Regarding Avalon

Seventy years ago, when oil was all that mattered, and the population lived out its dreams online;
my ancestor journeyed to Avalon.

She travelled there to hunt a serial killer who walked in both worlds.

And to teach an artificial intelligence what it means to be human.

She sought to save two realities from Armageddon
And to learn to live with the illness that was slowly killing her.

This is her story ...


Every night, around three hours after sundown, David Valentine found himself in a state of semi-rapture: caught willingly between sexual arousal and inner peace. Kneeling on his posture chair, he’d activate the screens, bring the Hyperion array to life, then wait for the sensation to consume him. Just for one meditative moment, his hand in his shorts, his eyes closed, and his pale, emaciated body trapped in the confluence cast by twin streams of light.

AthenaOS loading… 

Please wait… _

The first stream radiated from the screens in front of him. Six high-definition monitors, daisy-chained to give a bright, sixteen-square-foot panoramic view of Avalon’s virtual landscape.


And the second cast by the computer itself: a Hyperion machine built with paternal devotion and a year’s worth of pay cheques. The rig – liquid-cooled to minimise noise – occupied almost a quarter of the apartment’s floor space and submerged the entire living room in a sea-blue iridescence.

Valentine slipped into the VR gloves and pulled them taut, making sure the contacts sewn inside rested flat against his skin.

AthenaOS loaded… 

Hello Dave… 

Loading Avalon Virtual Environment… 

Please wait… _

He flexed his fingers, inhaled deeply through his nostrils and then out through his mouth, his breath leaving a wake of dense condensation in the cold, stale air.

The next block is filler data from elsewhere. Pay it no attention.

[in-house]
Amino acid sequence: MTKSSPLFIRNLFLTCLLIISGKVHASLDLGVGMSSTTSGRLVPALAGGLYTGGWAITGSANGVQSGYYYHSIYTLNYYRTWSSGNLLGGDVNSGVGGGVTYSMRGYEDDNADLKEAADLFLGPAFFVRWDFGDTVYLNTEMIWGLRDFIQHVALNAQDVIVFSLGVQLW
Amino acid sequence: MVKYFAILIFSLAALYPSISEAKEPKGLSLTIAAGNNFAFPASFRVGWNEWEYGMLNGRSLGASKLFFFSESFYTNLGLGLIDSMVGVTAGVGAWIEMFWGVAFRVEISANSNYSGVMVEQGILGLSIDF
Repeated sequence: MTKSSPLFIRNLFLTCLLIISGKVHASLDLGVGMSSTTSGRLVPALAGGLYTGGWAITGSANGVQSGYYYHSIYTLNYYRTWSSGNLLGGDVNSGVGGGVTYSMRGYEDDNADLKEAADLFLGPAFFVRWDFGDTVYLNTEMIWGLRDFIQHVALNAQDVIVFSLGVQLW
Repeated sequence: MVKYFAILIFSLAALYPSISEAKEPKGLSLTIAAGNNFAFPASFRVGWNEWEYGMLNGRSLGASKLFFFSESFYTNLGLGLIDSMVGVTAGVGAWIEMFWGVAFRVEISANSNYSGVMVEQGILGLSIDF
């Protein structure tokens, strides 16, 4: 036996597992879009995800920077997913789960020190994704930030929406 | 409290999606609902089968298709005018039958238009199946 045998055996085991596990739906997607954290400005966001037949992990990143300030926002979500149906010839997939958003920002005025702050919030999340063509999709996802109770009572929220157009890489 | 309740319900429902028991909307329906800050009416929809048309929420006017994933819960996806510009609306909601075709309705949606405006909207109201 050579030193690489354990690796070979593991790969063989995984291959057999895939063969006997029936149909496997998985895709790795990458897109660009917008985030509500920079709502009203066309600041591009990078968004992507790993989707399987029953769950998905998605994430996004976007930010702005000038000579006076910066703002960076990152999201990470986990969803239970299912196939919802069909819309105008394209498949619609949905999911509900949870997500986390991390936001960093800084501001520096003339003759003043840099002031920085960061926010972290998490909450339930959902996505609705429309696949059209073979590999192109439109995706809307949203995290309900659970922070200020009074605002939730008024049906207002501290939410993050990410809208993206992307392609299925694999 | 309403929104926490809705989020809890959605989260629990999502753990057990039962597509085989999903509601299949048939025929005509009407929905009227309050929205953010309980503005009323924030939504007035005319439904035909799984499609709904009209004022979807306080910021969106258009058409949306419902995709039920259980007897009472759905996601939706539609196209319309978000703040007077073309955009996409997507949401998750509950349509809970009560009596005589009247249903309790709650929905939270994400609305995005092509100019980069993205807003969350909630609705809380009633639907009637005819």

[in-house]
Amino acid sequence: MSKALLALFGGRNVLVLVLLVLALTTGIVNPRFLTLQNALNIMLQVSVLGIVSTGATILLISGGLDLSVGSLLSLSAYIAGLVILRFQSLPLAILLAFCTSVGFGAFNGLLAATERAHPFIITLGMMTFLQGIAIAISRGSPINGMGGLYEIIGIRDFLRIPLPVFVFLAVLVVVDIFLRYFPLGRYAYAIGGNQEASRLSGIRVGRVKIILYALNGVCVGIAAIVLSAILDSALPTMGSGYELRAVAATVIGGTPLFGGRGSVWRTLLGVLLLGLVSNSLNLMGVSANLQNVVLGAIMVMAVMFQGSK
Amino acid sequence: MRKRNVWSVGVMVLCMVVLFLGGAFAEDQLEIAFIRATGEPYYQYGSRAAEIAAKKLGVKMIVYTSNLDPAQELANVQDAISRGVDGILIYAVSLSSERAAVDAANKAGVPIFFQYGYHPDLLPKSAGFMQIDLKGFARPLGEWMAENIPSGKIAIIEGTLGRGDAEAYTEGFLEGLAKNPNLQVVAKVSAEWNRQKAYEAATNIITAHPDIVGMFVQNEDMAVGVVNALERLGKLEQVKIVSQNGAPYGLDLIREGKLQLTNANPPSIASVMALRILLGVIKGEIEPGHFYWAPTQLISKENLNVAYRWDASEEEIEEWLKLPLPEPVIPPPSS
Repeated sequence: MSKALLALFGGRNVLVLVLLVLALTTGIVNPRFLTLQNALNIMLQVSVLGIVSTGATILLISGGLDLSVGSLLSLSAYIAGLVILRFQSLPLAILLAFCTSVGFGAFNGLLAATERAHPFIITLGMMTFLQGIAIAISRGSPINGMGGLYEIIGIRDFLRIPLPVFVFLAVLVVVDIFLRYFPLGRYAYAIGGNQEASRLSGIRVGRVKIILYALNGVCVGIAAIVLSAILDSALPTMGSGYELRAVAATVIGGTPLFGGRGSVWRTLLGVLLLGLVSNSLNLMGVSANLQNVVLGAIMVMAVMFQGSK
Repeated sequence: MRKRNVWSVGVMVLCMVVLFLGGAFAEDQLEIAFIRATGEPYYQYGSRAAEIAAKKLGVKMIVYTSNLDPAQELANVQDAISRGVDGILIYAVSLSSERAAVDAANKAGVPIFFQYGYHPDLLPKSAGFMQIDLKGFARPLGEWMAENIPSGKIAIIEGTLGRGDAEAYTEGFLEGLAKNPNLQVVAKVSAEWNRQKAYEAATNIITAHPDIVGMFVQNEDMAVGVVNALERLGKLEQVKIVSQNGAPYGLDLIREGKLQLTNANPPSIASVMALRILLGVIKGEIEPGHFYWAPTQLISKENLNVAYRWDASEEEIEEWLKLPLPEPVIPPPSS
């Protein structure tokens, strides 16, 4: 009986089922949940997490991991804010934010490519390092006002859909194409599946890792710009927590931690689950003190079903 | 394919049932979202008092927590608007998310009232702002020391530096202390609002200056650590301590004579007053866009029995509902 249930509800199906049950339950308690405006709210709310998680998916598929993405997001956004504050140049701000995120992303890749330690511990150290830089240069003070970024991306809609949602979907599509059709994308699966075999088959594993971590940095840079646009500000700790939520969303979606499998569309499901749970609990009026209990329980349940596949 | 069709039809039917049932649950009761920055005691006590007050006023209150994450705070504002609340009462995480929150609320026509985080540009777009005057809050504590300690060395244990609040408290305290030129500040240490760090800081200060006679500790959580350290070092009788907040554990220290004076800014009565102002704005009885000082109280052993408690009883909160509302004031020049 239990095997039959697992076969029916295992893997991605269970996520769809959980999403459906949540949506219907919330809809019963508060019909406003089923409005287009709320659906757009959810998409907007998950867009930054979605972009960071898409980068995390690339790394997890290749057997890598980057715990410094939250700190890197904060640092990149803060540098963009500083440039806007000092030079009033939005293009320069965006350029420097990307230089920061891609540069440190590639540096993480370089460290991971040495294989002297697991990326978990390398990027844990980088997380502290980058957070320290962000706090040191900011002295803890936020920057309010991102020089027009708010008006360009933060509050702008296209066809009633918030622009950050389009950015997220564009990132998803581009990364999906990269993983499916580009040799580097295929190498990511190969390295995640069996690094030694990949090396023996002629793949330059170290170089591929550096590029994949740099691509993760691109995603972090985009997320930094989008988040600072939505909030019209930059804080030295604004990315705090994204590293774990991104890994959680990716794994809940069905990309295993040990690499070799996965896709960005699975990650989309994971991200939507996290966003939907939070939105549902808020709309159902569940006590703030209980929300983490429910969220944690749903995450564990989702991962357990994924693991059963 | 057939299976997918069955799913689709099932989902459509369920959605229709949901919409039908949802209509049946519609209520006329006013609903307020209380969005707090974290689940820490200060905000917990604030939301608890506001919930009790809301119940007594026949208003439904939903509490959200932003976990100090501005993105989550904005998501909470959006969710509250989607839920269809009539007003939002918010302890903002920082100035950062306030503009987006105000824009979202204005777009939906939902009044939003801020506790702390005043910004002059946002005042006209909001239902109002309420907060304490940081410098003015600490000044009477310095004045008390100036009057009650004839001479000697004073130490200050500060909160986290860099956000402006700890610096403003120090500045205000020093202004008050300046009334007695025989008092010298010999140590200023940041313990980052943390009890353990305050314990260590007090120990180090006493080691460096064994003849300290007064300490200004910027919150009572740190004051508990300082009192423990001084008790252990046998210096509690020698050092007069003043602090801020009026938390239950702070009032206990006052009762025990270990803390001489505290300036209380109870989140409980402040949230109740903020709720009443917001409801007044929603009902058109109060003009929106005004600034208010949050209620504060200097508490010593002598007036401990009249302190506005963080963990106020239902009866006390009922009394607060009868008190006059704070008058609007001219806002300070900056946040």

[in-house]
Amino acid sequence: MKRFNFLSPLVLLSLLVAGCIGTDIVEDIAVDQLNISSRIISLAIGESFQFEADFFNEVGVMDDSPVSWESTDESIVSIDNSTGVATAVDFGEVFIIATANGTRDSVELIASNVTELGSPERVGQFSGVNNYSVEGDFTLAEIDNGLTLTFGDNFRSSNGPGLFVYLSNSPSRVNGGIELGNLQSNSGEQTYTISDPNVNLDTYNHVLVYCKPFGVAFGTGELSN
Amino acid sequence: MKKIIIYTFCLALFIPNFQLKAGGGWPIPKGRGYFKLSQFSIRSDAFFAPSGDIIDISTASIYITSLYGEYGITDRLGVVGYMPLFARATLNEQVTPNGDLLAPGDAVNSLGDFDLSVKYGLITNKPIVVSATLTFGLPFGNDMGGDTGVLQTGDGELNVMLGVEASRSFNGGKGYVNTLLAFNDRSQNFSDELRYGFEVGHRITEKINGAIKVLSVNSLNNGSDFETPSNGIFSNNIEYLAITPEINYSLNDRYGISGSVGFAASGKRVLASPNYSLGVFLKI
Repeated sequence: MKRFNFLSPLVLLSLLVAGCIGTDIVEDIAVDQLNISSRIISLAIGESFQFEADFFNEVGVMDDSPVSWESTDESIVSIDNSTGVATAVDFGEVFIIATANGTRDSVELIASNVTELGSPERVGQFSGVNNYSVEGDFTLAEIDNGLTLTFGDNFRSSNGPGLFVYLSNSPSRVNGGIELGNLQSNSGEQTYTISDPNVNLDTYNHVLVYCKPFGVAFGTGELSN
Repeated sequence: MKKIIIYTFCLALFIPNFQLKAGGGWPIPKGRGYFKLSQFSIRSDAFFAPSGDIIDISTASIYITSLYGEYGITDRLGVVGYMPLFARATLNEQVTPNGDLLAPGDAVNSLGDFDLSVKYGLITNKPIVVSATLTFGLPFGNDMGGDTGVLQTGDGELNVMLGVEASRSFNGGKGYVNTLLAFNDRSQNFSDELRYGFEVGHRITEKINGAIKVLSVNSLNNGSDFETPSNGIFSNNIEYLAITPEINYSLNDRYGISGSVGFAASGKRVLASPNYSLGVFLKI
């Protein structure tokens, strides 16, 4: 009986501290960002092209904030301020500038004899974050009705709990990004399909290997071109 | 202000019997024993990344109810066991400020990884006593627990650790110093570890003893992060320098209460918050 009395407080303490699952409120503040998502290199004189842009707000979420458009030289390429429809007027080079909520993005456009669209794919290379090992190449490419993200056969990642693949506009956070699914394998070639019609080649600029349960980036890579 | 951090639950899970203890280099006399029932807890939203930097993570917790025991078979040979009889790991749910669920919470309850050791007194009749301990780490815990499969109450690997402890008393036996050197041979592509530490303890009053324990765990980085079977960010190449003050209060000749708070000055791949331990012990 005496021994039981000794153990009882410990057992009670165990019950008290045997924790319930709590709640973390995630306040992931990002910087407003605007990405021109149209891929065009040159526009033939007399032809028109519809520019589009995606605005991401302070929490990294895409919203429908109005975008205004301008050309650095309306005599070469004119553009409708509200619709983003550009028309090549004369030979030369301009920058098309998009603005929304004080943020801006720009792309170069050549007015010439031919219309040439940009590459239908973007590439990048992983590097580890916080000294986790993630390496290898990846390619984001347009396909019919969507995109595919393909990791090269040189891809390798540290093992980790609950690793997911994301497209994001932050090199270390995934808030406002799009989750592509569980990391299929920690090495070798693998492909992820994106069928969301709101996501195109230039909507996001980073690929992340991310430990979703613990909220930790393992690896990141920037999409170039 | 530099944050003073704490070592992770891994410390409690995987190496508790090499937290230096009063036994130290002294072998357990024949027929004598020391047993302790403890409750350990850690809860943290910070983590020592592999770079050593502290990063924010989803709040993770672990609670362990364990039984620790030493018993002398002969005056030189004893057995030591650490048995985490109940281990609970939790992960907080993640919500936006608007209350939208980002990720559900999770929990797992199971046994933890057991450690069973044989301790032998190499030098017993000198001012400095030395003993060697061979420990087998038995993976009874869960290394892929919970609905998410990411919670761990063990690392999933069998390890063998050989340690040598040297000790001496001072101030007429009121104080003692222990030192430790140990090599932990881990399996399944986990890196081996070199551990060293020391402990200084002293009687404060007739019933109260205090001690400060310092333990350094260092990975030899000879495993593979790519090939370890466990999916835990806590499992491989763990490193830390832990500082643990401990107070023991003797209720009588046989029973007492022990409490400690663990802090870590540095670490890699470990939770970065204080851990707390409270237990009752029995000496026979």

Wireless connection active… 

VR Sensor gloves booting… 

VR Sensor gloves booted… 

His own personal touch; the gloves gave him fine motor function and gesture-based ancillary commands. And how he loved it: the power, the tech, the realisation of his darkest dreams; he loved it all.

‘C’mon!’ he yelled, then wiped the spittle across the back of his glove. Speed was everything in his line of work. Yes, the rig cost a small fortune but with it came a level of control that guaranteed no avatar was faster. It was his weapon. It was his edge.

Avalon Virtual Environment loaded… 

Loading Avatar: Valentine_Skinner… 

Please wait… _

It kept him at the top of the Avalon food chain. Untouchable. Unassailable. He bit into a stale sandwich and chewed doggedly without taking his eyes from the screens.

The wireless headset was the latest addition to the rig; he swallowed the mouthful of dry bread and rancid tuna then pulled the mic boom down in front of his lips. Voice recognition, he thought: too cool. And the Heads-Up Display: a tiny transparent screen he flipped down over his left eye. Status info, he thought: way cooler.

He’d heard chatter on the net, random static about the Sane Corporation working on total immersion technology; a device that would put you right inside your avatar: see what it sees, feel what it feels. He wanted to believe it, he really did; something like that, in his lifetime, would make his avatar a virtual god…